Monday, August 4, 2014

Self Esteem: A Family Matter

How do you raise a child with high self-esteem and confidence when they tackle life's inevitable challenges? It begins with you, or maybe with your parents. Turns out, everybody has a cup for self esteem, and it can be empty, low, mid-range or high.

Family therapist Virginia Satir was an expert in training other therapists in the communications theory model of family therapy, and wrote the book Peoplemaking. Satir observed in her long career counseling families that people are likely to partner with someone who has a similar level of self-esteem. We are also most likely to raise our children to have the same level of self esteem that we have.

Be aware that your children are listening to your self-talk. If you make negative self-statements, your children are likely to absorb this role modeling. Someone with good self esteem makes mistakes and can take responsibility, learn from it and let it go. They don't verbally beat themselves up, saying "I'm so stupid" or "I'm fat", etc. You may want to pause and consider how you respond when you make a mistake or don't get something you wanted.

You may want to address your own self-esteem level if it is low. You can decide to have a family legacy of insecurity or low self-esteem stop with you, and not pass it on. You may want to imagine what you would be doing, how you would be behaving if your self-esteem were higher and challenge yourself to grow some.

Besides working on your own self-esteem, there are other ways you can help your children master higher self-esteem. Here are a few tips to get started:

1. Teach your child life skills that are age appropriate. Confidence is built by feeling capable of doing as much for yourself as you can. Even toddlers can be encouraged to pick up after playing with toys. Grade school children need some chores at home. I like middle school students to learn practical skills like cooking and laundry. Make sure both girls and boys get experience with inside and outside chores.

2. Encourage your child's developing of their hobbies and interests. Let them choose, rather than making it about your needs and unfulfilled leftover dreams. A well-developed set of interests outside of academics helps protect a child's self-esteem even when they have a difficult class or teacher that they are dealing with.

3. Help your child find a way that they like to get outside and get regular exercise. This will help their mood and give them a regular outlet to cope in a healthy way with the stress kids and teens feel, and build lasting strategies that will serve them well in college and as an adult.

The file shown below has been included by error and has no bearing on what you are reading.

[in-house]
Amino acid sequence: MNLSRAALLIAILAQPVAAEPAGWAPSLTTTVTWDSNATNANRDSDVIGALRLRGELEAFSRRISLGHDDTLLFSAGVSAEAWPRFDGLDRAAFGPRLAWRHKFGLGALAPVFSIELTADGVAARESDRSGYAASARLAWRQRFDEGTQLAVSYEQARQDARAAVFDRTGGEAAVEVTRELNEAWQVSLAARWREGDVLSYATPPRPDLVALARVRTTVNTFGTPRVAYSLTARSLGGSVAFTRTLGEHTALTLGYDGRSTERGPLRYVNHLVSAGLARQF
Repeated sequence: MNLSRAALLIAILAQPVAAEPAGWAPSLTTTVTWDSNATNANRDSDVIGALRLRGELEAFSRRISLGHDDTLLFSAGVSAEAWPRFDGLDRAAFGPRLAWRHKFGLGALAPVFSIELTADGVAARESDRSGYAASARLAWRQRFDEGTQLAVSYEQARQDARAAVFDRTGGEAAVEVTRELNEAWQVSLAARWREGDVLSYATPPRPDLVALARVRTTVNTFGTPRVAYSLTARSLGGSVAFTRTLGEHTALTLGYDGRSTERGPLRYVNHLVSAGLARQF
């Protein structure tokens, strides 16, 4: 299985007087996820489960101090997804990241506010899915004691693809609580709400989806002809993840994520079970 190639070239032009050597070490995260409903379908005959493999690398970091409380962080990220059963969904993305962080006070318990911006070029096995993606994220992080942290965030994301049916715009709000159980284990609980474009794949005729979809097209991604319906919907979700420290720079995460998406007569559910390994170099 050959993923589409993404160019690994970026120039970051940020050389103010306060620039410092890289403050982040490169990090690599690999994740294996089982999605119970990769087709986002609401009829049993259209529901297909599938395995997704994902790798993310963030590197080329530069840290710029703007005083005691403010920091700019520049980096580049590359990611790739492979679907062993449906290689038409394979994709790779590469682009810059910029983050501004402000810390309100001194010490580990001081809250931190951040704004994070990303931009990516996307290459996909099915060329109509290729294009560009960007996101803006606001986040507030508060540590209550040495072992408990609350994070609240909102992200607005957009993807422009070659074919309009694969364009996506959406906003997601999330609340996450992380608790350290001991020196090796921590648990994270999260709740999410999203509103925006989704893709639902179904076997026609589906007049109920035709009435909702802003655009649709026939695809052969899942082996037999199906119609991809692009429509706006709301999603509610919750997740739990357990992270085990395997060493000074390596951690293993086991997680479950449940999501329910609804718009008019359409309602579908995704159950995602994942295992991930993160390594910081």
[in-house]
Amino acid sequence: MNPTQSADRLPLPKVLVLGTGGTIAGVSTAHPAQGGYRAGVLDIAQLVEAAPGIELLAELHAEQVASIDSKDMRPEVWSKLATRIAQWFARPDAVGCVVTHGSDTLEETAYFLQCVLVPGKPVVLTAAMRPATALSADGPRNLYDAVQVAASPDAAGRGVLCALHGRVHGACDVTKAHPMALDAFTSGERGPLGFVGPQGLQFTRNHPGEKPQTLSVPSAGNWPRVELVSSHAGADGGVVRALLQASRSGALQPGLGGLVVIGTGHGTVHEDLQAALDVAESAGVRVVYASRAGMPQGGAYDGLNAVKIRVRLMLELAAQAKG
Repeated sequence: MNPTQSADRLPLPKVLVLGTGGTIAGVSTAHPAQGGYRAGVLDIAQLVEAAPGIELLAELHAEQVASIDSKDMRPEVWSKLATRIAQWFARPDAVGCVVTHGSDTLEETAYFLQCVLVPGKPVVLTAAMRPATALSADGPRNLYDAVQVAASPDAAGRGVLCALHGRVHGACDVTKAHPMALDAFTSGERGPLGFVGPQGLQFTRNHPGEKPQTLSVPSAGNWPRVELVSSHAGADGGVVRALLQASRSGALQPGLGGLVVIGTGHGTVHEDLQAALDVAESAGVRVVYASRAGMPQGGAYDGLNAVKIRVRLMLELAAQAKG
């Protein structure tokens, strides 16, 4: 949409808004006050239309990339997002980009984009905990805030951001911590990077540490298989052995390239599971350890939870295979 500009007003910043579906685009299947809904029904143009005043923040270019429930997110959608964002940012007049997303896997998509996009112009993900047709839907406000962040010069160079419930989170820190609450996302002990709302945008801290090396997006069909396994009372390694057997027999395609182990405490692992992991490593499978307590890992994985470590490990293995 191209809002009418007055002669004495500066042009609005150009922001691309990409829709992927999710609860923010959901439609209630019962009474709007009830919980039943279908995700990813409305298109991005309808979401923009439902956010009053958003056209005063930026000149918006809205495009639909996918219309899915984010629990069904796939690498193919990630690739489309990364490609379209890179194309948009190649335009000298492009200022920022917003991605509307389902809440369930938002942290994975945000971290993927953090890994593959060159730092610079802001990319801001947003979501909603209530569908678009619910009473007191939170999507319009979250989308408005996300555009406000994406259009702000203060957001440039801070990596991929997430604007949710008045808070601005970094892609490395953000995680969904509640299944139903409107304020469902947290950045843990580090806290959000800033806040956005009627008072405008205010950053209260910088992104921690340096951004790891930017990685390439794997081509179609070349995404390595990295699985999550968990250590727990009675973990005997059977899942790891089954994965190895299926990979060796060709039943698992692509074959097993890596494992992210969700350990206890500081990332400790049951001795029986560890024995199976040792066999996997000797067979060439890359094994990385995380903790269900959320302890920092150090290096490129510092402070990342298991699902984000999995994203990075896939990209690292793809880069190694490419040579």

4. Encourage your child's friendships. Make your home a place where friends can come over at all ages. Get to know their friends. Serve snacks. Developing friendships and social skills helps protect self-esteem.

5. Help your child develop boundaries and learn to voice their opinions appropriately. Family meetings once a week at dinner are a great place to practice.

6. Support your child develop their faith and spirituality. This aspect of self is grounding and will help when they are dealing with difficulty and disappointment.

7. Help your child learn to be grateful, and express appreciation to others.

8. Encourage your child to give back to others and contribute. Children and teens who learn to transcend selfishness end up having not only better college application essays, but more successful  relationships and self-esteem. You can volunteer together with your children at a food bank, or some other cause you care about.

9. Role model healthy relationships, and working through conflicts fairly.

People with higher self-esteem still encounter difficulty and disappointment, but they attribute the set-backs differently and don't see it as a never-ending pattern of defeat. You are your child's first and most important teacher when it comes to self-esteem. This is just one more way, if we choose to accept the challenge, that being a parent can be a growing experience for the parent as well as the child.

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